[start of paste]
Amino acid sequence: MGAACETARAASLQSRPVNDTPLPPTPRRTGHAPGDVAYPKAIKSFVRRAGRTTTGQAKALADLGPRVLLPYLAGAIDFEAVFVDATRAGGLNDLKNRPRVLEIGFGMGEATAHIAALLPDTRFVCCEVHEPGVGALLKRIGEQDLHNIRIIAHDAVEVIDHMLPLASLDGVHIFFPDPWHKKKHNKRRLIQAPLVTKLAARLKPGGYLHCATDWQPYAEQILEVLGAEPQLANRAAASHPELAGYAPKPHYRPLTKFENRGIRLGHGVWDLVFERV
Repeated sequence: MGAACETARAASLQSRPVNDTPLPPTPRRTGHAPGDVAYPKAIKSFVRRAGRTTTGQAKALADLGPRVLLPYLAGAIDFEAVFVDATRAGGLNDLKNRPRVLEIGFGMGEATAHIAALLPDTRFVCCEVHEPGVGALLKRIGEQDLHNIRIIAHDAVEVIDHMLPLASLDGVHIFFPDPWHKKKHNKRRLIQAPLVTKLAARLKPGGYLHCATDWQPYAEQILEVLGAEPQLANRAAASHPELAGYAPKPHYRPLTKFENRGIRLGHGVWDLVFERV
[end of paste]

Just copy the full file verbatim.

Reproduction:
Amino acid sequence: MGAACETARAASLQSRPVNDTPLPPTPRRTGHAPGDVAYPKAIKSFVRRAGRTTTGQAKALADLGPRVLLPYLAGAIDFEAVFVDATRAGGLNDLKNRPRVLEIGFGMGEATAHIAALLPDTRFVCCEVHEPGVGALLKRIGEQDLHNIRIIAHDAVEVIDHMLPLASLDGVHIFFPDPWHKKKHNKRRLIQAPLVTKLAARLKPGGYLHCATDWQPYAEQILEVLGAEPQLANRAAASHPELAGYAPKPHYRPLTKFENRGIRLGHGVWDLVFERV
Repeated sequence: MGAACETARAASLQSRPVNDTPLPPTPRRTGHAPGDVAYPKAIKSFVRRAGRTTTGQAKALADLGPRVLLPYLAGAIDFEAVFVDATRAGGLNDLKNRPRVLEIGFGMGEATAHIAALLPDTRFVCCEVHEPGVGALLKRIGEQDLHNIRIIAHDAVEVIDHMLPLASLDGVHIFFPDPWHKKKHNKRRLIQAPLVTKLAARLKPGGYLHCATDWQPYAEQILEVLGAEPQLANRAAASHPELAGYAPKPHYRPLTKFENRGIRLGHGVWDLVFERV